How the CIDA merger will play out

    A screenshot of the new Canadian Department of Foreign Affairs, Trade and Development website. This is the first visible change in the process of CIDA-DFAIT amalgamation.

    Expect changes in the coming days from Canada’s new Department of Foreign Affairs, Trade and Development.

    Days after DFATD was finally created, perhaps the first visible change within the Canadian International Development Agency is announcing the mega-department on its website.

    It’s a first step, but the process of the CIDA-DFAIT “amalgamation” may go on for up to two years, according to the Canadian government. 

    “Over the coming months, all corporate services for the new amalgamated CIDA and DFAIT department will be merged to provide common systems and levels of service across the whole department,” a CIDA spokesperson told Devex.

    It is not yet clear whether the agency will appoint, for instance, one or two chief accountants for the former departments, and such a decision may greatly affect how CIDA and DFAIT operate on a daily basis without any disruption.

    Crucial in the coming months are the appointments of officials who will head the mega-agency’s corporate services: This can provide clues as to how the former CIDA will emerge equal in a department with a broad-reaching agenda.

    Still on the planning table is how to combine programs and policies.

    “Further planning is underway with regards to changes in the organizational structure, and horizontal methods of coordination and consultation for the geographic, program and policy groups in the new department,” the CIDA spokesperson said. “These changes will allow the department to integrate advice, service and support across geography and themes.”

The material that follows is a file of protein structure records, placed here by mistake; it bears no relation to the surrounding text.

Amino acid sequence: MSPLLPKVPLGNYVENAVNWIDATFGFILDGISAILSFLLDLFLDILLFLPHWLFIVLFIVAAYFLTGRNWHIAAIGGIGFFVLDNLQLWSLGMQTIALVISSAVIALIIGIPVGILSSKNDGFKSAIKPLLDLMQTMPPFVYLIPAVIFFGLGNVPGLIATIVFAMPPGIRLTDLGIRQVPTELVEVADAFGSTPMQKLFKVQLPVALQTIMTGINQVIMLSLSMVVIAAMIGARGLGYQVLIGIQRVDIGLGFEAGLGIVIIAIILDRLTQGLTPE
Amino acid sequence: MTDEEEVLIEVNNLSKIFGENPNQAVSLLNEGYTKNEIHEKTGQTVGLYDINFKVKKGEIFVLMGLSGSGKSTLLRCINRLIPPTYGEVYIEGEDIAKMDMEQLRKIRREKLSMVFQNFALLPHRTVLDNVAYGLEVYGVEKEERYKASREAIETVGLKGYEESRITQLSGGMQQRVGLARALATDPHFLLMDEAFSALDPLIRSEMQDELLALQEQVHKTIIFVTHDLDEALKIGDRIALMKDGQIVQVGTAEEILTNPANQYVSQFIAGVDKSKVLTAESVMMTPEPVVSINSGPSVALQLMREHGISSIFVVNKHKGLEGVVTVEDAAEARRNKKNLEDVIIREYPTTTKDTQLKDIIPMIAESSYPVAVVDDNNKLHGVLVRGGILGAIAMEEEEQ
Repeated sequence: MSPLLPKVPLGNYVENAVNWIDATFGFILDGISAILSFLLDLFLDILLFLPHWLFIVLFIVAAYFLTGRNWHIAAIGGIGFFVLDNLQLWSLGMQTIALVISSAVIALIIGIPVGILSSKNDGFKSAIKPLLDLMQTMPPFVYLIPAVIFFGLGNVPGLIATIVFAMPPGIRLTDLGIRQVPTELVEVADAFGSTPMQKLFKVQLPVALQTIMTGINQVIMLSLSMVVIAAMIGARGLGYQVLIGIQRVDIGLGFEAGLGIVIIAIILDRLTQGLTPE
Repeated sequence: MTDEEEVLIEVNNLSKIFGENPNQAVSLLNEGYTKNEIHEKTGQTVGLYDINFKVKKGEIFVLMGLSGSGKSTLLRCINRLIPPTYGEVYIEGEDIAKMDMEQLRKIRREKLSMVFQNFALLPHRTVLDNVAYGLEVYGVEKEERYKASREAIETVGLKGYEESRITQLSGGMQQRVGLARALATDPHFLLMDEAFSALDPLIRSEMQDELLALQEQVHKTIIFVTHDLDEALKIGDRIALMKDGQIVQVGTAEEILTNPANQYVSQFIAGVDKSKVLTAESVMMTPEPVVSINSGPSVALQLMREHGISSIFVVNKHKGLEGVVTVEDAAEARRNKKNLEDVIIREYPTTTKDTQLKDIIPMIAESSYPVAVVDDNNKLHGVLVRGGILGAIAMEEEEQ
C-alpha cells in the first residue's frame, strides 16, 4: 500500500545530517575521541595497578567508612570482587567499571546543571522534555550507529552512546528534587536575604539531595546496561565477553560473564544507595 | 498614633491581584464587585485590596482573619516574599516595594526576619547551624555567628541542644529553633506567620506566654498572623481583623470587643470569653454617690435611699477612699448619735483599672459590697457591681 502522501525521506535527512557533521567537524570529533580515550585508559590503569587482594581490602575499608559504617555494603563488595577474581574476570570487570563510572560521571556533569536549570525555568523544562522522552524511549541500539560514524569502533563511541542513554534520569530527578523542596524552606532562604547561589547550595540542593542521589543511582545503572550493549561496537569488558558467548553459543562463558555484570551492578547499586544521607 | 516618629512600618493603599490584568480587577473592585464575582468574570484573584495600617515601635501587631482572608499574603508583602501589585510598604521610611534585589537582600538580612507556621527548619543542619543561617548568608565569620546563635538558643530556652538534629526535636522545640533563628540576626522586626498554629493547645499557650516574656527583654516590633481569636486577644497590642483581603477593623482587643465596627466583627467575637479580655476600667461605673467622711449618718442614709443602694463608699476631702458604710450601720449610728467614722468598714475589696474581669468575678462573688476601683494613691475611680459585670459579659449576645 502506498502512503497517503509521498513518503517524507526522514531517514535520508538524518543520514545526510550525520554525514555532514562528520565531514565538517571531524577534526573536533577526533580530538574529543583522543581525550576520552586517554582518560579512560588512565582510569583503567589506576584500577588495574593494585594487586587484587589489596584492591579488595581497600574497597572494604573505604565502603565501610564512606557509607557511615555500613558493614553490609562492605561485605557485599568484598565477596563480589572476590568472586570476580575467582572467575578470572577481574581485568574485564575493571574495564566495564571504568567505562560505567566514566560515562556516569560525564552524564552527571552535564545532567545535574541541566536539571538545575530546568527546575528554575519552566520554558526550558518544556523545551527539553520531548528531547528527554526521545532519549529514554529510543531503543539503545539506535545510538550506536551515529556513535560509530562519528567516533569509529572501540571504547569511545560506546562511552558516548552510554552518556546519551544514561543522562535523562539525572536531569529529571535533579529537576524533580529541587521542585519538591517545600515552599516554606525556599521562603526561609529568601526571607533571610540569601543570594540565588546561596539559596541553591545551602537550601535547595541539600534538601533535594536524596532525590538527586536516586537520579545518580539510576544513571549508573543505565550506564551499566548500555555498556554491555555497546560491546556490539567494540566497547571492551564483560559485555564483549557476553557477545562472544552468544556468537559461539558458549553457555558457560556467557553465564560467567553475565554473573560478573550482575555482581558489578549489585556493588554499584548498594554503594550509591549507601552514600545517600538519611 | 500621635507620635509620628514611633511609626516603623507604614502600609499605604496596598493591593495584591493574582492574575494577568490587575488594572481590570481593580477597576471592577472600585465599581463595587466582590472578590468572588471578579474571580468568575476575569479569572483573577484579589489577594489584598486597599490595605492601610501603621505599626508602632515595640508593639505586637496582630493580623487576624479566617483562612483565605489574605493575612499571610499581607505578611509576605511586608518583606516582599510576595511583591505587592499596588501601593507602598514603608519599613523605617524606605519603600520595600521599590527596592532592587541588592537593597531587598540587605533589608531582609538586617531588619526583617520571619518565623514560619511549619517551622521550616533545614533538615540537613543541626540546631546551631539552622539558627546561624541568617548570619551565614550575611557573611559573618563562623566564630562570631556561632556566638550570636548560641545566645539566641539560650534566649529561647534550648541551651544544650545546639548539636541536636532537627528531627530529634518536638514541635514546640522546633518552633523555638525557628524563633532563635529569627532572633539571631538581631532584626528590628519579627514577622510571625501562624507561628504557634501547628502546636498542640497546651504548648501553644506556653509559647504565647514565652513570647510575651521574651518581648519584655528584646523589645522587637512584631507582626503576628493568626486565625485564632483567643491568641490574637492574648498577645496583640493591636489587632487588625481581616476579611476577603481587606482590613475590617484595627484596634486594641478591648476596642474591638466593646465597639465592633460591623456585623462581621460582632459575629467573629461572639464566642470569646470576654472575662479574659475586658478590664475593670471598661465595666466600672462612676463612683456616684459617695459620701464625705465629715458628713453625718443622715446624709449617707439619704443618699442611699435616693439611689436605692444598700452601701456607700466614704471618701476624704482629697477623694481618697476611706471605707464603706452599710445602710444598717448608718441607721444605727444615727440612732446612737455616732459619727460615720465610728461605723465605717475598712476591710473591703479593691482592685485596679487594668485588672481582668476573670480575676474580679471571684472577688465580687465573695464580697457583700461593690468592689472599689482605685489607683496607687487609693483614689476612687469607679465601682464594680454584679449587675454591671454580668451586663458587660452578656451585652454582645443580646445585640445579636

During recent parliamenty hearings, CIDA and DFAIT officials said staffing issues would take time, as other countries with an integrated foreign affairs ministry have experienced.

    “On the human resources side it will take a longer period of time to create one culture,” Michael Small, assistant deputy minister at then DFAIT and a member of the transition team, told lawmakers last May. “You can send out some early signals and incentives on how you’re going to create opportunities for people with development experience to do other kinds of work and encourage people who have political and trade experience to do development work.”

    CIDA has also been studying past experiences of countries which merged their development programs into the foreign affairs portfolio.

    “While examples of other countries with integrated foreign affairs and development ministries have been looked at in detail, the structure of the new DFAIT is being designed to respond to Canadian values and priorities,” explained the CIDA spokesperson.

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    About the author

    • John Alliage Morales

      As a former Devex staff writer, John Alliage Morales covered the Americas, focusing on the world's top donor hub, Washington, and its aid community. Prior to joining Devex, John worked for a variety of news outlets including GMA, the Philippine TV network, where he conducted interviews, analyzed data, and produced in-depth stories on development and other topics.